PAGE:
Durability: the biggest problem with front-end dev tools

In the past decade, front end development has changed a lot. In the old days, you would hand-roll, hack, test. It was a labor-intensive coding project. Lately, a suite of tools has emerged that promise many benefits to the developer workflow including grunt, foundation, sass, pre-processors, emmet, docker, composer, bower…

The tools are fine in their own right, but the problem with them is that they aren’t really durable.  Using woodworking as an analogy, the tools last longer than the products that you build.

I was recently visiting a site for a foundation outline theme that seemed promising and found its discontinuation sidenote.


And I quote:

We switched to _s and a custom grid system and therefore don’t use Zurb Foundation anymore. The docs will stay available until 2015, feel free to fork the project on Github.

It’s been quite the journey and we learned a lot maintaining the required+ Foundation theme and it’s assets. We are grateful for all the people helping and using required+ Foundation as their WordPress base theme. Instead of releasing a version that we don’t use internally, we finally decided to discontinue required+ Foundation. This decision wasn’t easy and we tried to free some time for the project, but had to realise that it’s best to discontinue the project instead of letting you wait in limbo any longer.

Thanks again for the support and understanding
– Silvan & the required+ team

My Headless Raspberry Pi with Apache, PHP and Samba NAS

According to WikiPedia, “The Raspberry Pi is a credit card-sized single-board computer developed in the UK by the Raspberry Pi Foundation with the intention of promoting the teaching of basic computer science in schools.”

Having three school-aged children of my own, I purchased a pi with the intention of doing some home-based experimentation in computer science. My goals are to start the education by teaching the kids web publishing and development skills and to create a Network Attached Storage (NAS) for our mp3 collection to make storing and sharing music easier.

Since my goals involve using the Pi by accessing it from the network, once the initial setup is done, I don’t need a monitor, keyboard and mouse to use the pi. This configuration is called “headless”.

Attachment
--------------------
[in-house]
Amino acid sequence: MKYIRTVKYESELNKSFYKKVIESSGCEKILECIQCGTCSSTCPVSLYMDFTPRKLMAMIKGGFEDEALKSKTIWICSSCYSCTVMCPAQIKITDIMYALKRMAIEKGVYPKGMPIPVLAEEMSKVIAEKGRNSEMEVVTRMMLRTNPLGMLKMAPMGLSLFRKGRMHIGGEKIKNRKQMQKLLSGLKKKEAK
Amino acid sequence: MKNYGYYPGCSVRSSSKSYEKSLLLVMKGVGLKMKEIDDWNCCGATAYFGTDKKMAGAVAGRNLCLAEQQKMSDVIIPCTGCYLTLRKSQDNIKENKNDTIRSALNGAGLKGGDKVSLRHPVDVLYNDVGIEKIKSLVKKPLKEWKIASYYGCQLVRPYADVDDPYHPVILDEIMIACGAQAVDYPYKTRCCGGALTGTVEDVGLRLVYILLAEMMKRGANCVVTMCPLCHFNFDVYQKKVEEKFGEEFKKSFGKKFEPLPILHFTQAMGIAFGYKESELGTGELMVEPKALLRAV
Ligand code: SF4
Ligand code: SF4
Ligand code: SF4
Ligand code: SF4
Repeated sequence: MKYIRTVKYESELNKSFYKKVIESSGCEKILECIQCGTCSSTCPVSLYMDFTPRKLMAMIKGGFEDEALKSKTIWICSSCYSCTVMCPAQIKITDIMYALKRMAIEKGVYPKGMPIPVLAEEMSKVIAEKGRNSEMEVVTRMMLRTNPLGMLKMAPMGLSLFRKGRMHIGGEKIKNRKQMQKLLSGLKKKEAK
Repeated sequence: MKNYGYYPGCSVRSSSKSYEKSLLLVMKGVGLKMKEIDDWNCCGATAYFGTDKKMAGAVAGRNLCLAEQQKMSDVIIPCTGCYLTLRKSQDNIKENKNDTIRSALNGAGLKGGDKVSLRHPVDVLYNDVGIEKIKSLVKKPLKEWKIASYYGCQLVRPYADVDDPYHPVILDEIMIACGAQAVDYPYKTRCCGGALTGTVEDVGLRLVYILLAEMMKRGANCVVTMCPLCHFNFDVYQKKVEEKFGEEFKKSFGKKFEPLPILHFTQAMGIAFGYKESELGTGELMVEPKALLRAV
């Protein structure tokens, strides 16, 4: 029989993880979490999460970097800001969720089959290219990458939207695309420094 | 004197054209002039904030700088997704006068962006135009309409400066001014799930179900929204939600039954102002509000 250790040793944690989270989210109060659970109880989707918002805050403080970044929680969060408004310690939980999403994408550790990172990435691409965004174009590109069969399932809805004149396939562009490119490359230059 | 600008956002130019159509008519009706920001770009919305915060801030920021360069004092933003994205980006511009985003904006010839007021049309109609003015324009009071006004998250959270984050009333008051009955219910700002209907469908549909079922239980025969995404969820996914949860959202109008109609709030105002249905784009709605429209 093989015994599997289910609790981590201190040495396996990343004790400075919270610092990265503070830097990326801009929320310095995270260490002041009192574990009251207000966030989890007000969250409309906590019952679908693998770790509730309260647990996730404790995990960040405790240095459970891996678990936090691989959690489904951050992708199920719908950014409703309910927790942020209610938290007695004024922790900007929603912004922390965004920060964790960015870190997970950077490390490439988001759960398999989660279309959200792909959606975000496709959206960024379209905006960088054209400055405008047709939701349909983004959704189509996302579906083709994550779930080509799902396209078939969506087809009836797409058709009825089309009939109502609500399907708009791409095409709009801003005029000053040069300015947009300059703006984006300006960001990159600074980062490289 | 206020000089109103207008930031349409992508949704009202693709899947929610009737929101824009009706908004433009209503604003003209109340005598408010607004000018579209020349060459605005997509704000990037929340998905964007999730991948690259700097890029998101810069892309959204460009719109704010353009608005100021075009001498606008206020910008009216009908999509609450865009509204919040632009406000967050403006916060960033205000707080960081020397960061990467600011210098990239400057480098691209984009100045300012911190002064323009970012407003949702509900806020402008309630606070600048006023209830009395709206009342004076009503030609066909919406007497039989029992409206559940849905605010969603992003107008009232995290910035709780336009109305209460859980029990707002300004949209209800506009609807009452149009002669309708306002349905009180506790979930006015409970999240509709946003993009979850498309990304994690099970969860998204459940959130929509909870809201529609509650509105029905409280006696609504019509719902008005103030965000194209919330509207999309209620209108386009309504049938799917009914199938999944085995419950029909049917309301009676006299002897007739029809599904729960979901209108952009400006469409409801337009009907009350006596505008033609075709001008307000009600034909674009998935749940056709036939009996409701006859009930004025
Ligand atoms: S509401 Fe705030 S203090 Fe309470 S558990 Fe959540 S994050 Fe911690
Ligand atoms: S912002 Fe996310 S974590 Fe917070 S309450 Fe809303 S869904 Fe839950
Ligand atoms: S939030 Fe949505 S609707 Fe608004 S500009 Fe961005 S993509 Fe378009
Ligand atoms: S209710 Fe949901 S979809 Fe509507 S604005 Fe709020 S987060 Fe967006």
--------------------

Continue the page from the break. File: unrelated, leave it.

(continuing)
I selected the Raspbian image from the downloads page because it seems the best for headless server. I bought some 1″ standoffs at radioshack and screwed them into an old cd-rom case cover and screwed that into the ceiling of my basement, near the network switch.

2014-11-23 10.33.17

Initial Setup Steps

I downloaded the OS image to the home folder on my mac as raspbian.img. From there, I opened a terminal to copy the image to the SD card. The commands are below.  My comments to the commands are preceded by “#”.

# Identify the disk (not partition) of your SD card e.g. disk4 (not disk4s1):
diskutil list
# mine is disk1, so I do this:
diskutil unmountDisk /dev/disk1
# go to the home folder:
# copy the image to the SD card. This command takes around 20 minutes to complete:
sudo dd bs=1m if=raspbian.img of=/dev/disk1

My next step was to test the router and make sure that its firewall was enabled. This system will only be accessible from the home network.

Now that I have an SD card with the Raspbian image on it, it is time to do the first boot of the Pi. I found this part pretty easy, so I’ll be brief. I connected a keyboard, mouse and monitor to the Pi and inserted the SD card and plugged in the power supply (an old cell phone charger). The setup is interactive. I just made my choices and rebooted. Everything worked fine and I shut down the pi, removed the peripherals and started it up again in headless mode.

Install a Bunch of Applications

The next step is to log into the pi from a remote machine. That is done with ssh. Once you have SSH’d in, you can run a few commands to update the system and install a bunch of applications. Since the system installed is Debian, we will use the apt package manager. I prefer the newer version of apt-get, aptitude.

#become super-user
sudo su
aptitude update
aptitude safe-upgrade
aptitude install apache2 php5 samba samba-common-bin
#I like to do this in two steps
aptitude install php5-gd php5-imagick php5-cli members git php5-curl curl libcurl3 libcurl4-openssl-dev chkrootkit fail2ban exfat-utils exfat-fuse

Mount Some Storage

The next step is to install the thumbdrive and mount it. I like to to use exfat for the thumbdrive format. As you can see in the prior installation commands, I installed some tools for that. Now I need to program the Pi to mount the thumbdrive to a folder on bootup.

sudo su
mkdir /media
sudo blkid
//read output and find drive: /dev/sda1: LABEL="SANMICRO" UUID="53FE-724F" TYPE="exfat"
//get tthorp uid 
egrep -i "tthorp" /etc/passwd
//get thorps gid
egrep -i "thorps" /etc/group
//set mounting options
sudo nano /etc/fstab
//add this:
/dev/sda1 /media exfat auto,users,rw,conv=binary,uid=1001,gid=1007,dmask=002,fmask=113 0 0

More Configuration

From this point, I did configured Apache, SSH and Samba, but those steps have less to do with the Raspberry Pi and more to do with standard server configs, so I am not listing them here. Perhaps another post…

XML Quadratic Blowup Attack

Yesterday, a vulnerability in WordPress and Drupal was announced. Both open source communities responded with patched versions of their software that should be updated immediately.

According to Mashable, “The vulnerability uses a well-known XML Quadratic Blowup Attack — and when executed, it can take down an entire website or server almost instantly.”

This issue underscores the importance of having a strategy for keeping your site’s systems patched and updated.